You better believe I’m bitter.

I’m not a bitter person normally.

I’ve written about the depression and emptiness I’ve experienced in the past.

This is not the same feeling.

I know, on an intellectual level, that I will gain nothing by being bitter. And that I am probably spreading bad vibes to you.

#sorrynotsorry

It feels like the devil has consumed my heart and it’s on fire.

I’m not proud of being bitter. Although sometimes my ego leads me to believe I am.

My biological mother, who, in this particular post I will refer to without the ‘biological’ label, is the source of my bitterness.

Let me go back a bit.

So, I believe that when a woman gets pregnant, she has entered into motherhood. Whether or not the baby makes it full term, a women’s mind, body and spirit have already initiated a change. From hormones. From hopes, dreams, fears, expectations, her companion, friends, family, society, books, the internet…oh my goodness, the INTERNET. Anyway, the point is that once a woman is impregnated, she is now responsible for more than just herself. There is another human life involved, who is affected by everything she does moving forward. I have never been pregnant myself, but this seems like a lot of pressure to me. And it also provides a lot of insight. I can see why people choose to not have children, to have an abortion, or to put their children up for adoption. Because it’s a LOT of responsibility. And that being said, my life was directly affected by someone who was not able to provide the basic things needed to care for a child, without help from outside entities.

For me, growing up knowing I was the product of (what my bitter mind refers to as) a selfish, reckless mother, who impregnated herself multiple times, without the resources to take care of us, leaving society to deal with us….well, you better believe I’m bitter.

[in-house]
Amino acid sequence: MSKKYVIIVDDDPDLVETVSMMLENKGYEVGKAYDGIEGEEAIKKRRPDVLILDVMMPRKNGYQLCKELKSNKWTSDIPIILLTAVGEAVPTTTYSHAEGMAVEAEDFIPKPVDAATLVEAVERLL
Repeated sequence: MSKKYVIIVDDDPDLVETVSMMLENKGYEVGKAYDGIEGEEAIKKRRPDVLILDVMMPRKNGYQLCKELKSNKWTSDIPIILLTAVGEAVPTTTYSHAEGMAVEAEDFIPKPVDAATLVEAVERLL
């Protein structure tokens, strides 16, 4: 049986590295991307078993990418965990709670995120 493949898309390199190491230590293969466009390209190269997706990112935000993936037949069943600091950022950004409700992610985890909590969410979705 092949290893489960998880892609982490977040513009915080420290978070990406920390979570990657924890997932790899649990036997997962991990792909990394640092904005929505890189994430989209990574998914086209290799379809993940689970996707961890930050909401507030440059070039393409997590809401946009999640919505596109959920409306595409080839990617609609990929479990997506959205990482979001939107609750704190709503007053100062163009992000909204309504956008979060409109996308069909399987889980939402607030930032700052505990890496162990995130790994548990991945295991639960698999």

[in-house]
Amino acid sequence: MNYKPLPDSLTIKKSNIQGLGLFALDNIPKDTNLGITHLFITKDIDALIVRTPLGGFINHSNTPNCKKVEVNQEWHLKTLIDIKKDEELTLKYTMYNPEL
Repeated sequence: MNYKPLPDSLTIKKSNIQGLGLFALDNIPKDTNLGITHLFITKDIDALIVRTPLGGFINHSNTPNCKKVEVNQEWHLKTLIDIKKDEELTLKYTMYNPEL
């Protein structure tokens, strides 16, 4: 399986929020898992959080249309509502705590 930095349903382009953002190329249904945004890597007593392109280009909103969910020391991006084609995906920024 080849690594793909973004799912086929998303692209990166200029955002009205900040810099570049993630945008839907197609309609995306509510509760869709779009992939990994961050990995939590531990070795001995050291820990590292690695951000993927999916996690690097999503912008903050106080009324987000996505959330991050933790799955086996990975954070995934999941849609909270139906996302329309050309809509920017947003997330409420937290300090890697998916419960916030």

I’m bitter because it doesn’t seem right. There are so many people who have the life resources to support a child, and yet an unstable, crazy-ass b like my mother has NINE of them. NINE. Of which NONE she could care for. We ALL got taken from her. All nine lives affected dramatically.

What the hell, Universe?? Seriously, it’s not right…

sandcastles

See, babies are bitter too.

Flash forward.

In March 2015 we found the rest of our older siblings, Danny, Darcy, Debbie and Darla. I’ve met Darla, and talked to Debbie and Darcy on the phone. I’m sure I’ll meet Danny when the time is right.

When I first met Darla, there was something about her that felt very safe and nurturing, which are words you might like to describe a mother. The first thing I noticed was her jet black hair and how skinny she was. She was beautiful. So, naturally I thought her fitting to be another older sister I could look up to. Ya know, how you do with big sisters.

She was 50 years old and had the energy of a 20 year old. She smoked. And being newly sober, I was sneaking cigarettes at the time, so of course I took the opportunity to smoke one with her. I pulled out my secret pack while we were waiting for our other sister Tammy to arrive.

I met Tammy (38) for the first time the month prior, and we were both highly obsessed with finding the rest of our family. So when we connected with Darla, we dropped everything and drove to meet her in Canyon Country. And it so happened that on this day, Darla was the source of information that our mother had just passed on January 23rd, 2015, just two weeks before I initiated contact with a search angel. But that’s a whole ‘nother story!

So, on this day we made contact with Darla, we had notified Erick and Lisa about our adventure in case they could Skype or call in when we got there. Tammy and I had a lot of the same instincts when it came to making sure our siblings had equal opportunity to be a part of the discoveries along the way.

I arrived first.

 

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Darla & Lori (me) in March 2015 on the day we reunited. Our first picture together.